ISLAMABAD: Pakistan's embattled Prime Minister Imran Khan has said that the establishment had given him three options: "resignation, no-confidence (vote) or elections" after the Opposition filed a no-trust motion against him in Parliament. Khan, however, did not elaborate on what he meant by the establishment.
The powerful Pakistan Army, which has ruled the coup-prone country for more than half of its 73 plus years of existence, has hitherto wielded considerable power in matters of security and foreign policy.
Amidst the political turmoil, Pakistan Army chief Gen Qamar Javed Bajwa is reported to have met Prime Minister Khan this week.
Asked whether the Opposition, government or "another party" had proposed early elections and his resignation as options, the prime minister told ARY News that he was presented with the three options.
"We said elections are the best option, I cannot even think about resigning and as far as the no-confidence vote is concerned, I believe in fighting till the end," the 69-year-old cricketer-turned-politician said.
Pointing out that several members of the Pakistan Tehreek-e-Insaf (PTI) had defected to the Opposition ahead of the no-trust vote on Sunday, Khan said that even if the no-trust move failed, "We cannot run the government with such people (defectors)."
Hence, "it will be better for Pakistan if we hold elections again," he was quoted as saying by the Dawn newspaper.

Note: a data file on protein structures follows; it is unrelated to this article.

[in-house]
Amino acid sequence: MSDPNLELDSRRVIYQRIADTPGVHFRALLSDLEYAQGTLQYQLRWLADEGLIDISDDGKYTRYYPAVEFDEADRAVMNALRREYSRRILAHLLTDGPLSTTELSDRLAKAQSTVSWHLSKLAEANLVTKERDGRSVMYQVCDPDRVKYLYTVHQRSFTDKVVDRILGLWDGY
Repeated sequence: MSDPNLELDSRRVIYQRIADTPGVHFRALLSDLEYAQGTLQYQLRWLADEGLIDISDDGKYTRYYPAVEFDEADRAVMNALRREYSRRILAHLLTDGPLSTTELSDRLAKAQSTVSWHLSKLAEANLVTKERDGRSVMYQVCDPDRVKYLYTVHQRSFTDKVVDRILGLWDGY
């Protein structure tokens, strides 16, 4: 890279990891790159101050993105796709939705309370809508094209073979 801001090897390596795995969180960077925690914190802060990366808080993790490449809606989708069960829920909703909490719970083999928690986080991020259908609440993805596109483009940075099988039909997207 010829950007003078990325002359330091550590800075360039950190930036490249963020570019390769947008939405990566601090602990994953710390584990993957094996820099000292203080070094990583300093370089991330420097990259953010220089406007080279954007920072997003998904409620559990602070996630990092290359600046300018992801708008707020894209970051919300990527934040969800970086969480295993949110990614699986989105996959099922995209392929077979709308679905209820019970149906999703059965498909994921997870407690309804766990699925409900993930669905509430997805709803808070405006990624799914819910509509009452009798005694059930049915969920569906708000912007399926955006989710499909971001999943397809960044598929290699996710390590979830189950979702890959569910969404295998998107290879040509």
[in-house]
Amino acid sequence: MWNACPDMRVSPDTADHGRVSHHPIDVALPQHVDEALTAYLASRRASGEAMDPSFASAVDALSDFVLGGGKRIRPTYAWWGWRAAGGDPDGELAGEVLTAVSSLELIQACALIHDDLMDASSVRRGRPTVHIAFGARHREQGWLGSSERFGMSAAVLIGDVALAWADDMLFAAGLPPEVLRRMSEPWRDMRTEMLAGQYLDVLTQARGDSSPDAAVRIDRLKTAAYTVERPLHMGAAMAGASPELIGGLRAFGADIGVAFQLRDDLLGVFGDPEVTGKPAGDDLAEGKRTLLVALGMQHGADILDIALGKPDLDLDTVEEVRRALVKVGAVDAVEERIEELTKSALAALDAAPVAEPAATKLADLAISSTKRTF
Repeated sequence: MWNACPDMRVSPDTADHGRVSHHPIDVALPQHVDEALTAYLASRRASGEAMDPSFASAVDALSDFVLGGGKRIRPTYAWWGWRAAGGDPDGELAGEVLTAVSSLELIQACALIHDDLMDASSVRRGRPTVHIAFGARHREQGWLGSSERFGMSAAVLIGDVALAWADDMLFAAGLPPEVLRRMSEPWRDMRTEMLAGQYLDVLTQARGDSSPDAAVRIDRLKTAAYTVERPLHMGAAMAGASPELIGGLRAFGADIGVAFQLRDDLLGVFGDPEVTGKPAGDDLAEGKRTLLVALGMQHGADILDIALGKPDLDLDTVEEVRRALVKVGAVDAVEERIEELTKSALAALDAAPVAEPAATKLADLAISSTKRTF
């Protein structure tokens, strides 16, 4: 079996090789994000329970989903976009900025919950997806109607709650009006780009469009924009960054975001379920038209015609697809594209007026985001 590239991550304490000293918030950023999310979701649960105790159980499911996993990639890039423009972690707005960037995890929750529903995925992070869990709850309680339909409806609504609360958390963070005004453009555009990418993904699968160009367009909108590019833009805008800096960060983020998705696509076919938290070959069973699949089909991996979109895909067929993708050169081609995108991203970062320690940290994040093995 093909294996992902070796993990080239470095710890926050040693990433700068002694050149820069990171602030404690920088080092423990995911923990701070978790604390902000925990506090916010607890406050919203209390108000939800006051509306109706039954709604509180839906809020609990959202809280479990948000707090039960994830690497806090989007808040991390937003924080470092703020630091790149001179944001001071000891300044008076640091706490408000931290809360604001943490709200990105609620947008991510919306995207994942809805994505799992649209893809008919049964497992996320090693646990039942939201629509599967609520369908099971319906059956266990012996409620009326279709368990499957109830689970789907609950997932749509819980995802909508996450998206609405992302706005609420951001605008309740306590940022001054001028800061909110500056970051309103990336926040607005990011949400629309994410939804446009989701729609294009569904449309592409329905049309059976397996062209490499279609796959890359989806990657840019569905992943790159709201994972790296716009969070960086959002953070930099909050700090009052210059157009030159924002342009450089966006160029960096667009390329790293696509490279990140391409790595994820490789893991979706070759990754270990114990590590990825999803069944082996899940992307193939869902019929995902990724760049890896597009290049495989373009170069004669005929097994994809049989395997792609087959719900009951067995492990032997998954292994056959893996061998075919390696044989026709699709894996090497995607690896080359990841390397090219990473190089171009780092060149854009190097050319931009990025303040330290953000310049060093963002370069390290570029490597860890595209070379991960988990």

Asked whether he was prepared to go for early elections, he replied, "If we win [in] this [no-confidence] vote, it is a very good idea to go for early elections."
"We will make a strategy in case the Opposition's no-trust motion fails," he added.
The prime minister also termed the Opposition parties, Pakistan Muslim League-Nawaz (PML-N) and Pakistan Peoples Party (PPP), as a disgrace" to the country and said it was due their policies in the past that a foreign power was openly calling for regime change in Pakistan.
Khan's address to the nation on Thursday came at a critical juncture of his political career when he lost the majority after defection from his PTI party.
Two of his allied parties also withdrew their support and joined the ranks of the Opposition.
The prime minister has said that he will play till the last ball and the no-trust vote on Sunday will decide where the country will go.
Khan needs 172 votes in the lower house of 342 to foil the Opposition's bid to topple him.
However, the Opposition claims it has the support of 175 lawmakers and the prime minister should immediately resign.
No Pakistani prime minister has ever completed a full five-year term in office.
Also, no prime minister in Pakistan's history has ever been ousted through a no-confidence motion, and Khan is the third premier to face the challenge.